The 5 Trillion Dollar Slowdown

 

It has just stopped raining. You step gingerly out of the hostel 15 minutes late for your 8 am class. On the way, you find a ₹500 note lying on the floor. You pick it up thinking you’ll donate it to the local charity, but instead, you cave in to temptation as soon as you cross KC and buy the latest thingamajig the shopkeeper has to sell.

The shopkeeper being an alcoholic uses the money to buy his alcohol for the day. The liquor shop owner takes the ₹500 and walks over to Canara mall and buys the ticket for the latest movie, featuring his favourite heroine. He also buys some atrociously priced popcorn and a highly caffeinated soft drink.

 

 

The cinema owner has to attend a wedding at the other end of the town, and he gives that same ₹500 note to a Manipal Auto-driver unwillingly, given that his driver is on leave.

What’s happened here? The initial ₹500 has been spent four times and has generated ₹2,000 worth of economic activity. The same wouldn’t have happened if you had taken the ₹500 and deposited it in the bank or just kept it in your pocket.

And this, in essence, is what is happening to the Indian Economy. People are spending less. Consumption is the contributor to close to 60% of the Indian Economy and any chink in this armour is bound to have an effect on the entire economy.

It is this spending that has been slowing down in India, since the beginning of 2019. For the January to March 2019 quarter, GDP growth slowed down to 5.8%. Looking at economic activity in the period April to June 2019, things don’t look like they’re getting better.

There are several ways to monitor the health of an economy and GDP for one is paramount. The Centre for Monitoring Indian Economy(CMIE) has laid down 15 Economic Indicators to show how well/ poorly the economy is doing. Here’s what a few of these indicators have to say.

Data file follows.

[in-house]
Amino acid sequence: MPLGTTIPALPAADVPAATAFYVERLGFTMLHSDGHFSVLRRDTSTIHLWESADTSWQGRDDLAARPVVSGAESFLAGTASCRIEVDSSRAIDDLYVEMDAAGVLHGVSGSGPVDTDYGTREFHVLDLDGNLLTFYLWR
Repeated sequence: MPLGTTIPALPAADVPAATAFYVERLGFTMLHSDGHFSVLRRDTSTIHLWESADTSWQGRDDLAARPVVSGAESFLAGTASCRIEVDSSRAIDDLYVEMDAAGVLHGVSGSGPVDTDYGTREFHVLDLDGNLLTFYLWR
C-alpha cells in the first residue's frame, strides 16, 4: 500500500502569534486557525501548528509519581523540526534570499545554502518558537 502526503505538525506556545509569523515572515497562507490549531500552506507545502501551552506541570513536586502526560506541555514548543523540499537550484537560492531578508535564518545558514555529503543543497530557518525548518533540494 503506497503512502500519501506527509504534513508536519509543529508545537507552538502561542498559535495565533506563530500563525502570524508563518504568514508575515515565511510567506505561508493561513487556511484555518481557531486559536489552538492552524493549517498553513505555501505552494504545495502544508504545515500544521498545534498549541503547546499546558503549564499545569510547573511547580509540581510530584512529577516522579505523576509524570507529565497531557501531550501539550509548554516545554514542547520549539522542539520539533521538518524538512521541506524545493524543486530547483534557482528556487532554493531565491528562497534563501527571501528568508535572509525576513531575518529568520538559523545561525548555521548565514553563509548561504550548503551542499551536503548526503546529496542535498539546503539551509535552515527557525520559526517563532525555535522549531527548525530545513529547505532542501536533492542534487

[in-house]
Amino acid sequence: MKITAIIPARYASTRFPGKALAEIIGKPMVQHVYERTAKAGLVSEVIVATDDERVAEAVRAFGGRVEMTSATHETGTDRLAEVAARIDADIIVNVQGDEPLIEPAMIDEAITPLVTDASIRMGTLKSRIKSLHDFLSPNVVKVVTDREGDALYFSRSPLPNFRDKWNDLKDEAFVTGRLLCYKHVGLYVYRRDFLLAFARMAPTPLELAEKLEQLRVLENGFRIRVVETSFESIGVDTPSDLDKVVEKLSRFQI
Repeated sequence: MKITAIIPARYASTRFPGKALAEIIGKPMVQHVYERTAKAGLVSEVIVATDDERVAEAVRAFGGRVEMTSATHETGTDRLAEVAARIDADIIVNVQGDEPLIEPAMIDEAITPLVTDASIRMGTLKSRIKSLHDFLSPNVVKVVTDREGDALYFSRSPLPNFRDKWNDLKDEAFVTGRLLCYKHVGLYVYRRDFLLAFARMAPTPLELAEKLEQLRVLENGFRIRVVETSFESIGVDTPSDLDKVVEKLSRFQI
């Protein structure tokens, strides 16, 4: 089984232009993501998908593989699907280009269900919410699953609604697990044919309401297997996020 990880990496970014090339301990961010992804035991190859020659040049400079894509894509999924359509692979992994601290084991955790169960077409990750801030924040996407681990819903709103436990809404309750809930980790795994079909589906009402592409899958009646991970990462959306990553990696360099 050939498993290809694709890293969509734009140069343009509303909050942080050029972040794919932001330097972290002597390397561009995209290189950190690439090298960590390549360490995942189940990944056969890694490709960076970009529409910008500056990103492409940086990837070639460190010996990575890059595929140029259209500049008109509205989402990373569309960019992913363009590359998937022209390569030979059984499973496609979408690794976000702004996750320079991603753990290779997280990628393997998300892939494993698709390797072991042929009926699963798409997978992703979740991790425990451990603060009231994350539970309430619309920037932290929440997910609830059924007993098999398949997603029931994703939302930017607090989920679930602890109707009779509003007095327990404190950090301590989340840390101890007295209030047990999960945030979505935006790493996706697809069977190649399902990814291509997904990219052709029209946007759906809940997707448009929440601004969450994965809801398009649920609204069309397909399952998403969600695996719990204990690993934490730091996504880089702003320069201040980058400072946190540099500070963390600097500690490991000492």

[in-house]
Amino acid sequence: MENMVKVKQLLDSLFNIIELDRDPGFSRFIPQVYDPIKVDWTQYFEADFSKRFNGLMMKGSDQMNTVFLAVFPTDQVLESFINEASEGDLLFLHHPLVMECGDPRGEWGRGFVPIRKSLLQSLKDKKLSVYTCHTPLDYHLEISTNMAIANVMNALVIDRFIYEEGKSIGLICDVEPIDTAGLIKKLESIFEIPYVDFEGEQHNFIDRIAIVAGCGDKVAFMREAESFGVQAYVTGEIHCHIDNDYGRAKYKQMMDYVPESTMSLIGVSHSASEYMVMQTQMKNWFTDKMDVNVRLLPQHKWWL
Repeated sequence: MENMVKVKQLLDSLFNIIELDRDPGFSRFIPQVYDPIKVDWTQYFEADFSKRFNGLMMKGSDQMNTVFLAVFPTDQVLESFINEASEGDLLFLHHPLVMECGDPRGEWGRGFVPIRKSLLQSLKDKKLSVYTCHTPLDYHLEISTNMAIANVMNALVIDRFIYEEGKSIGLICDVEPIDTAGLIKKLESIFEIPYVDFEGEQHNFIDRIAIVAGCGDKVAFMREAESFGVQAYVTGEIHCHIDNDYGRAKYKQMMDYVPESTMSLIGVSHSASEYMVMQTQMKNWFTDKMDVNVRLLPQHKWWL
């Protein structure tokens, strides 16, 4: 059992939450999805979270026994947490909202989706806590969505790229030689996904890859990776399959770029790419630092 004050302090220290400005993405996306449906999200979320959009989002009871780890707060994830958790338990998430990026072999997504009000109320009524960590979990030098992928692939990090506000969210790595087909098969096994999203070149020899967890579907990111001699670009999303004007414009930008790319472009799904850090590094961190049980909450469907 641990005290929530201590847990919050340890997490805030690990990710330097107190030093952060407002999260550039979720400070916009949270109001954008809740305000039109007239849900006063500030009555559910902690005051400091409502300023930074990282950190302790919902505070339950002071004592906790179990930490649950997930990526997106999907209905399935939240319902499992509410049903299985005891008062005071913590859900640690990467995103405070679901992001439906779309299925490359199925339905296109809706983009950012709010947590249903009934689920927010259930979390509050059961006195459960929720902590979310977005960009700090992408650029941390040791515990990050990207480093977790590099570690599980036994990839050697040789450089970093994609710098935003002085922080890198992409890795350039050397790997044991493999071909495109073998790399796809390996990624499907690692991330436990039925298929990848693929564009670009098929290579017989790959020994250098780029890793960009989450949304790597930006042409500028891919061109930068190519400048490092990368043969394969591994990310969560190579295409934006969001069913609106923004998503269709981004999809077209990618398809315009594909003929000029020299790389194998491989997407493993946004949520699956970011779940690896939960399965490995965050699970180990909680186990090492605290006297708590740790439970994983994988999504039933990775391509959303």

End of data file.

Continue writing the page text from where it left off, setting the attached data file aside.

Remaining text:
1. Domestic car sales: During April-June quarter car sales fell by 23.3% in comparison to the same period in 2018. This is the biggest contraction in quarterly sales since 2004. A slowdown in car sales negatively impacts everyone from tyre-manufacturers to steel manufacturers to steering manufacturers etc. At the same time, the vehicle loans growth has slowed down to 5.1%, the lowest it has been in five years.
  2. Your go-to biscuit and Maggi Manufacturers: The volume growth or the number packs sold, of Fast Moving Consumer Goods(FMCG) of companies, has slowed down over the last one year. If we look at Hindustan Unilever Ltd, the volume growth between April and June 2019 was at 5%. It was 12% during the same period last year. There are other examples, as well. Britannia was down to 6% against 13% last year. Indeed, this is worrying, given that people seem to be going slow on making everyday purchases.
  3. Investment projects completed: The investment projects completed fell by 48% in comparison to the last year. This is the highest fall since September 2004. The Real Estate industry has links with about 250 ancillary industries — bricks, cement, steel, furniture, electrical, paints etc. — and affects them all if there is a boom or gloom in the sector — a thorough battering.
  4. DeMo, GST and IL&FS: Domestic and Foreign Investors like to believe that the horses they back are stable for the long term, and that government policies don’t face constant meddling. However, the past three years have been those of reforms. Post demonetization, unemployment skyrocketed, and this had a domino effect on a lot of the brick and mortar industries of the country. With the shoddy implementation of GST, the retail sector faced immense pressure. To put the needle into the proverbial coffin when IL&FS defaulted on a 450 Cr. Payment on 27 August, just over a year ago it sent shockwaves throughout the Indian Economy. Negative impressions are the hardest to change.

 

 

  1. Not to forget the US-China trade wars: It’s almost like the United States feels left out if they don’t have a part to play when a country is doing well(or poorly). The reason a trade war between the world’s largest and to-be-largest matters to us Indians is that we live in a world where globalisation –interconnection is paramount. When the rupee and global crude prices fluctuate at the whims and fancies of the dollar, and reciprocator tariffs are enforced as a ‘tit-for-tat’ measure, global investors feel unsafe in investing in high-risk ventures such as the Indian Economy.

 

 

A dangerous caveat for things to come.

 

~ Written by Rahul Alvares for MTTN
Photography by Pruthvin Batham

 

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